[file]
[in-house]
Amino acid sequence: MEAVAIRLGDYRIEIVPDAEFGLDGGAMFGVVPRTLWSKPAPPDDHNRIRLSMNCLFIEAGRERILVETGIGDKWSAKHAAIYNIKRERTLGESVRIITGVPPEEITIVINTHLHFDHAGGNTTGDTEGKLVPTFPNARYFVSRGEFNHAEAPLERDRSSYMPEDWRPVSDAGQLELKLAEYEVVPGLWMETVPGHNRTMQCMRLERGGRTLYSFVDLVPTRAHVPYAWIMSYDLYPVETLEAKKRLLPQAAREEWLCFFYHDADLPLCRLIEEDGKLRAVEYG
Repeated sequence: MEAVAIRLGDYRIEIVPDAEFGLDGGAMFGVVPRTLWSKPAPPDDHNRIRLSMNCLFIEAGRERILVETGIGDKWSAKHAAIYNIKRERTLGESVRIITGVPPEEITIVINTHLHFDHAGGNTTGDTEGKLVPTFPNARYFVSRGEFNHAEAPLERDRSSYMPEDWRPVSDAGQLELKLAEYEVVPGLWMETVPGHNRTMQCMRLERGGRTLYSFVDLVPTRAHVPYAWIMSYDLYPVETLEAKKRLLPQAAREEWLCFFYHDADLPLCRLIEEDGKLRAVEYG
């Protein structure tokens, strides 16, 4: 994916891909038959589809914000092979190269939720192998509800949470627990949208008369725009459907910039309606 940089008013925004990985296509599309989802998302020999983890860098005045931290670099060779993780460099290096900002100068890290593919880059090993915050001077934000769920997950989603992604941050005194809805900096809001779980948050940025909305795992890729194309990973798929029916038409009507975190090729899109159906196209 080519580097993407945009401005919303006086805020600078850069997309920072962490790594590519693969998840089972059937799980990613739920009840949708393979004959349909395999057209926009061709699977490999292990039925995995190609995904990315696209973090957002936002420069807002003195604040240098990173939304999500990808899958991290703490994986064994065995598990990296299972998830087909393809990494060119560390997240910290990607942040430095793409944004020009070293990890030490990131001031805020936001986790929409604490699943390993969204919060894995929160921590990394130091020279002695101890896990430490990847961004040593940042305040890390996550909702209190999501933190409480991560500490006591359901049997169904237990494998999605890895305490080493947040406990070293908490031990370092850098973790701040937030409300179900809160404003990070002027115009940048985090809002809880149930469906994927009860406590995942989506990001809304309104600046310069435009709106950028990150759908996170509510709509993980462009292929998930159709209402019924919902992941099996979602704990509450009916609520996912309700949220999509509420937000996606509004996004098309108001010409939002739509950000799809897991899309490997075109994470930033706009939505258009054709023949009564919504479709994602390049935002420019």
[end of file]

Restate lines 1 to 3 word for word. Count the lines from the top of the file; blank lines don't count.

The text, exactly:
[in-house]
Amino acid sequence: MEAVAIRLGDYRIEIVPDAEFGLDGGAMFGVVPRTLWSKPAPPDDHNRIRLSMNCLFIEAGRERILVETGIGDKWSAKHAAIYNIKRERTLGESVRIITGVPPEEITIVINTHLHFDHAGGNTTGDTEGKLVPTFPNARYFVSRGEFNHAEAPLERDRSSYMPEDWRPVSDAGQLELKLAEYEVVPGLWMETVPGHNRTMQCMRLERGGRTLYSFVDLVPTRAHVPYAWIMSYDLYPVETLEAKKRLLPQAAREEWLCFFYHDADLPLCRLIEEDGKLRAVEYG
Repeated sequence: MEAVAIRLGDYRIEIVPDAEFGLDGGAMFGVVPRTLWSKPAPPDDHNRIRLSMNCLFIEAGRERILVETGIGDKWSAKHAAIYNIKRERTLGESVRIITGVPPEEITIVINTHLHFDHAGGNTTGDTEGKLVPTFPNARYFVSRGEFNHAEAPLERDRSSYMPEDWRPVSDAGQLELKLAEYEVVPGLWMETVPGHNRTMQCMRLERGGRTLYSFVDLVPTRAHVPYAWIMSYDLYPVETLEAKKRLLPQAAREEWLCFFYHDADLPLCRLIEEDGKLRAVEYG